He’s downstairs, heading towards the stereo and the muted television showing some reality TV, as always. Let’s follow him. What’s he up to?
He’s been to the DIY store. There are bags and boxes and planks of wood piled up in the hallway. What does Samuel have in mind?
He walked down the stairs, stepping over the rubbish automatically.
‘Don’t look at me like I am a monster,’ the stereo sang, ‘frown with your one face…’
He stopped, thinking for a moment that he’d caught them; he thought he’d seen something in the sitting room. Finally, after trying to catch them for so long?
‘While with the other…’
Nothing, it was just the TV. He stood watching it for a minute.
‘Stare like a junkie into the TV…’
His music. They were even using that, creating irony or something.
He picked up the plastic bag that held his tools.
‘Stare like a zombie…’
He picked up one of the large boxes too. The thought that they would be wondering what on earth he was up to made him smile.
Now he’s bringing his tools downstairs into the basement. I don’t know about you, but I’m getting interested. First he lost his girlfriend, then his job and now, it seems, his sanity. But he’s been so much more focused recently! I’m beginning to wish I could find out what’s going to happen, but, alas, I’m a voice of the present tense only. I can only control events so much, but I guess that’s all part of the fun…
Hey, do you know something? Have you been consorting with other narrators?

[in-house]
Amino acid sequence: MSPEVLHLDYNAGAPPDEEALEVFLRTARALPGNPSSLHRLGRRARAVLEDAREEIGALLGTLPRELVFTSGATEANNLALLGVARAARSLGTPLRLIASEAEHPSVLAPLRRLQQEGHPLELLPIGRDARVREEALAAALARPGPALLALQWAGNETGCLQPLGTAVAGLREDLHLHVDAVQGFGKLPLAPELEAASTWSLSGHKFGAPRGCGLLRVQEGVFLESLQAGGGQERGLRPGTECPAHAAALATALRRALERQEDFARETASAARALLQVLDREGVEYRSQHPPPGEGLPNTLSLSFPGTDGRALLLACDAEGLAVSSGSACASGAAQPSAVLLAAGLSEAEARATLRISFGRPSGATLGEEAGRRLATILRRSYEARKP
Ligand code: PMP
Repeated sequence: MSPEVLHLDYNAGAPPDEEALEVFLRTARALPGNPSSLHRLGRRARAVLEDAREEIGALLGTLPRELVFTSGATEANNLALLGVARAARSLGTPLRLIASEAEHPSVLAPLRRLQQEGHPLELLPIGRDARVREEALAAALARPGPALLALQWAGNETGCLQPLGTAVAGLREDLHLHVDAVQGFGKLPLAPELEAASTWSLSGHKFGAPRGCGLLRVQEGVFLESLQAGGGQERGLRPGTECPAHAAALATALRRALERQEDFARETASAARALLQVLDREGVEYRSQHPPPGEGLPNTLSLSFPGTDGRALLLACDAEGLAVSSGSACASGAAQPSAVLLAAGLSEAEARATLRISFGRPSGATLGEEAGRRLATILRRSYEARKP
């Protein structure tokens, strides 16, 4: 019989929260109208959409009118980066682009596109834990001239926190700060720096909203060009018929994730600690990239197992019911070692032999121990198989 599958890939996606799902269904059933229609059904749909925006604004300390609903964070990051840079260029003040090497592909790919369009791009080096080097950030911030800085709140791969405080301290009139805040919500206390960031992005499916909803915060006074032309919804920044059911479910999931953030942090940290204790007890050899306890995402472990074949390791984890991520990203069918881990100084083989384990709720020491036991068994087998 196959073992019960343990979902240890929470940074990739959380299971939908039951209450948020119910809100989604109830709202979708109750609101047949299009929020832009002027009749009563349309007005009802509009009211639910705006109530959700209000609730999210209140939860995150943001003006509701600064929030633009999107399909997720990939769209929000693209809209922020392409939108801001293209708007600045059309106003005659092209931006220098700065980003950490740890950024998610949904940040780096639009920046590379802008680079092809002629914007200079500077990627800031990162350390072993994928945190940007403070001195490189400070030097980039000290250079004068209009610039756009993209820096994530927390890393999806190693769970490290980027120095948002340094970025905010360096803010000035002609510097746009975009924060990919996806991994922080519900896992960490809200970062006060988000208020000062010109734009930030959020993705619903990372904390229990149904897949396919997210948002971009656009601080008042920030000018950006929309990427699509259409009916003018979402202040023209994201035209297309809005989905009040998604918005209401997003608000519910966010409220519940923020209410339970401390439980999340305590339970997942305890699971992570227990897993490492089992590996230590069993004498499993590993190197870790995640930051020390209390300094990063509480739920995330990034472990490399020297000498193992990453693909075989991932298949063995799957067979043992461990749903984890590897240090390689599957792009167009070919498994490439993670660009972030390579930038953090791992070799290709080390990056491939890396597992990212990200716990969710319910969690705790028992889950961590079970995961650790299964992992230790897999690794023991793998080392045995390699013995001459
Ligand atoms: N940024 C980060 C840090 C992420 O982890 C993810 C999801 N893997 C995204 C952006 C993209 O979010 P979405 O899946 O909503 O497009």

Hmph. We’ll go down into the basement. You go first. I don’t trust you any more.
Samuel brought the rest of the boxes down into the basement and piled them up on the concrete floor, next to the pile of blankets and quilts. Everything that was normally stored down here he’d brought upstairs out of the way.
The concrete floor felt cold to his bare feet and it made him feel alert.
He stood for a moment, going over his resolutions in his mind. He listened to the occasional car pass by outside and watched the red glow of the setting sun through the window. He could hear the music from upstairs, ‘Vicariously I live…’
This tragedy was going to end soon. It was the only way: he wouldn’t get a happy ending. This was the best he could do.
What was that? I tell you, I’m the only narrator you need. Do you think this all happens of its own accord, that this story just happens by itself? There would be no story without me. You like it the way I tell it, I know you do.
We’re in the basement now. Samuel’s taken some big foam squares out of the boxes, and now he’s measuring them against the wall and cutting them to the right size.
What is it?
What’s he doing?!
He’s taking out some tools from his bag, a hammer and lots of very long nails, and is using them to nail the foam to the wall. What for?
I’m sure he’ll tire out soon. Maybe he’ll give up. He’s not strong-willed any more. I doubt he’ll see it through. There’s nothing to worry about.
There’s a little window set back into the wall, close to the ceiling, and he’s stuffing some foam into the little recess. He’s cut it all to shape, and he has a plank of wood to put across to hold it into place.
I don’t like the look of this. This isn’t the plot I’d intended.
I’d set up the situation so well, and…
Samuel took another square of the soundproof foam and nailed it in place over the boarded up window. His arm was getting tired.
He walked away from the wall to look at his progress and get some more nails and stopped for a moment, struck by the realisation that this was a stupid thing to do.
Could he not stop this and leave the house? Go back to normal life? He could find another job, though he wouldn’t be getting a reference from his last one. He could get another girlfriend. He could meet people and find some friends again.
‘What, are you going to go to salsa classes or something? Let me remind you why you’re doing this Samuel.
‘You’re doing this because you’ve felt this hope before, and every time it’s lead to nothing but disappointment. You know it. It’s just a will-o-wisp that leads you astray.